And it’s not lost on me the gender dynamic and social pressure that I, as a woman, feel especially. The pressure to pick up the slack or to answer the question of “what needs to give” is usually felt more deeply by women. And we haven’t even begun talking about the differences felt across race!  I’m lucky to have a partner — and even more, a partner who is supportive and focused on creating a stable family environment. 

Of course, the silver lining of the last year spent at home — and I hear this a lot with the parents I coach — has been the additional time with our kids. 

How they keep their bond strong

Eric: It’s hard. One thing our family did during the holidays in December is sit down and define our family values together. We literally wrote them down on paper and even framed it next to our dining room. Principles like “Quality Time AND Quantity Time” were listed; it was a way of setting our family’s social contract for how we wish to engage with each other.

Beatrice and I try to put this into practice with each other too. In the evenings, we have a nice ritual of drinking tea and cookies (I have the waistline to prove it), while watching Netflix and just enjoying some quiet time while the kids sleep. 

But even with all that, it’s still tough. It’s very tempting to take a transactional view of the relationship: “Well I watched the kids for X hours, so I get to do this now…” That’s when we become the most frustrated with each other.

Beatrice: Three big things come to mind for me, in order of importance: Working on my own self so I don’t just dump everything on Eric; knowing what I actually need and then communicating my needs to him; and prioritizing our time together. 

Sometimes I just have to be okay with having one of them, and if I have to choose just one, it’d be the first one. If I don’t work on myself, I’m not good for anyone — my kids, my husband, my community. 

Their tips for avoiding burnout 

Beatrice: I think the biggest disservice to parents and employees in general today is putting the onus of solving or preventing burnout on the individual. There are many other, bigger factors that we need to address — childcare policies, company stipends, flexible schedules, changes to performance review evaluations — that we need to help parents but that are largely out of most people’s control.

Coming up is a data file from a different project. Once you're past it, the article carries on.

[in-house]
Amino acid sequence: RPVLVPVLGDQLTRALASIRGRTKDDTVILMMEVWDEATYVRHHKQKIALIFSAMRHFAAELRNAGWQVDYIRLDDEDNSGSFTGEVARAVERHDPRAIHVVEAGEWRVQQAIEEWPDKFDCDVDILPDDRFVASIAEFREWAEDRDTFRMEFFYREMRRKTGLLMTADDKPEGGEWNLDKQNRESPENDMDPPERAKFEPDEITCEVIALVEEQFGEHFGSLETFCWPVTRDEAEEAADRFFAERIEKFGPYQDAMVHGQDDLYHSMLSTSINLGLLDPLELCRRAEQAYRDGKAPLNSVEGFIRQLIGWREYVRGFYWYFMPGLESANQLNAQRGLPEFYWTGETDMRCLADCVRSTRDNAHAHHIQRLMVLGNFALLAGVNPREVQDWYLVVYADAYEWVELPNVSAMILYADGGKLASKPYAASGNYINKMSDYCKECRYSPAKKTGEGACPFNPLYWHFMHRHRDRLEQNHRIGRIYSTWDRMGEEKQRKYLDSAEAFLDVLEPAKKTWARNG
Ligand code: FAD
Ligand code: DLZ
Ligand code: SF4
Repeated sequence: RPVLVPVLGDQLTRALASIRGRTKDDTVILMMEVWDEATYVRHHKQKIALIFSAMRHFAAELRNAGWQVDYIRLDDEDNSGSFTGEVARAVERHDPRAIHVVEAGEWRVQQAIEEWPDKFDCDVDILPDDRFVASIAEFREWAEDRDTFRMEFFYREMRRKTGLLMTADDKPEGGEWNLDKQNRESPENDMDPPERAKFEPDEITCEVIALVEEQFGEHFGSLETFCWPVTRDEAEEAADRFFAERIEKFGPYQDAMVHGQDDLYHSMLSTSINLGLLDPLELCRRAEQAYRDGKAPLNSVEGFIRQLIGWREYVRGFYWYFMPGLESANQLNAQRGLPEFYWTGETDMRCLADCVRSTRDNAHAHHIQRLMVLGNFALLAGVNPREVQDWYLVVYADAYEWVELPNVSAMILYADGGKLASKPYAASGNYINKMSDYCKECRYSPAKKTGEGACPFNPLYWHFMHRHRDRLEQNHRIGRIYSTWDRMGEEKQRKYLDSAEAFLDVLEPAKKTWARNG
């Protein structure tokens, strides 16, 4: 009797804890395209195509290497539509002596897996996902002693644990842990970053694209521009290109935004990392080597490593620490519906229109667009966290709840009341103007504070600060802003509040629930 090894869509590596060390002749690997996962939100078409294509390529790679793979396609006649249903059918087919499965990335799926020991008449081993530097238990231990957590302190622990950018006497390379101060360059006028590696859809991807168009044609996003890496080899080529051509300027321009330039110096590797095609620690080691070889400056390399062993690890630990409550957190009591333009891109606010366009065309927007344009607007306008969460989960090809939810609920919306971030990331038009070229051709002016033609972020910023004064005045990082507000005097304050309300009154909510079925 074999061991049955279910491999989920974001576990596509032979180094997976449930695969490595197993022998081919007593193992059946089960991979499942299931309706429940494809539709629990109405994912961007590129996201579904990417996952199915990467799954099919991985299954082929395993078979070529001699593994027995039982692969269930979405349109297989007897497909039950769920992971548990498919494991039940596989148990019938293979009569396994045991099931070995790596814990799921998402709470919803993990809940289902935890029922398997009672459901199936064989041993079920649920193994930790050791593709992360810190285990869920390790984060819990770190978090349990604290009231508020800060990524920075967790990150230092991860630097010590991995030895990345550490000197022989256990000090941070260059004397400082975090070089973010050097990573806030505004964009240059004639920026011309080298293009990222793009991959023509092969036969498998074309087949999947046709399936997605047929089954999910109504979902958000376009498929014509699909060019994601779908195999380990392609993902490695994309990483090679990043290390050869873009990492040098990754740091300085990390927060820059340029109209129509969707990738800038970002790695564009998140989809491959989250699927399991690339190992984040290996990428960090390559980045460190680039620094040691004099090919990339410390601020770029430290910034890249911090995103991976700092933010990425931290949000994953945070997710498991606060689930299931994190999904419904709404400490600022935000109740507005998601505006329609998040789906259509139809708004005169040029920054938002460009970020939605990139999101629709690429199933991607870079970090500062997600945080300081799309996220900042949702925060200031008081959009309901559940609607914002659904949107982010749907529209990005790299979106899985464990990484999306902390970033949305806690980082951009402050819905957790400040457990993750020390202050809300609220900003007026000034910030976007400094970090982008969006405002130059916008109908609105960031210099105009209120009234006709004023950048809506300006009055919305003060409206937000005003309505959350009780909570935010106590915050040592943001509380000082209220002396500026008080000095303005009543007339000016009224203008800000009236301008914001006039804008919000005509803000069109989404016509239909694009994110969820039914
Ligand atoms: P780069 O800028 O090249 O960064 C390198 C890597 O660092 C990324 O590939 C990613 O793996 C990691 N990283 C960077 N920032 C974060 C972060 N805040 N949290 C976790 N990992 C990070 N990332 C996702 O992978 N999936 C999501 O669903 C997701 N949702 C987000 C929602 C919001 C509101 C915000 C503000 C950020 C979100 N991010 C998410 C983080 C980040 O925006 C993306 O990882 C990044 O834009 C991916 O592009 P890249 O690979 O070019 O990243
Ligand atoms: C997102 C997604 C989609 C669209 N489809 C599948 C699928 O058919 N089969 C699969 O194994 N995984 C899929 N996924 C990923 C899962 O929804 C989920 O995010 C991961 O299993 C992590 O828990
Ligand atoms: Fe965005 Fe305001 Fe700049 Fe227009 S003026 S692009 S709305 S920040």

But as far as what people can do, my first bit of advice is to acknowledge that our mental health and emotional well-being is a long game. It takes prolonged, chronic stress to get to burnout, and it’ll take daily intentional practice to dig out of it. 

Here are some key things that Eric and I practice and that I ask other parents to follow as well:

  • Give yourself permission to focus on you. For me, that looks like going outside for a short walk; the combination of outdoor time plus physical activity is always so refreshing for my psychological and emotional well-being. For Eric, that’s his hour-long Zoom workouts a few times per week.
  • Let go of “perfect” and replace it with “good enough.” For us, that looks like choosing three big things — safety, fostering independence, fun — in the growth of our children, and letting the other stuff — like screen time restrictions or clean bedrooms or fighting over homework — slide.
  • Finally, ask for help, both at the task level and emotional support level. That can look like getting help with tasks that just take up a ton of time, like meal planning or house cleaning. For emotional support, we belong to several parent groups online and within our community that just reminds us we’re not alone. We reach out for emotional support when we need a sanity check and provide support back to other parents. We also both work with our own coaches and therapists for our emotional health.  

Eric and I certainly recognize our many privileges, especially during this past year. We want other parents to know they’re not alone in this struggle, that they feel like they can ask for help, and that we’re all just trying our best.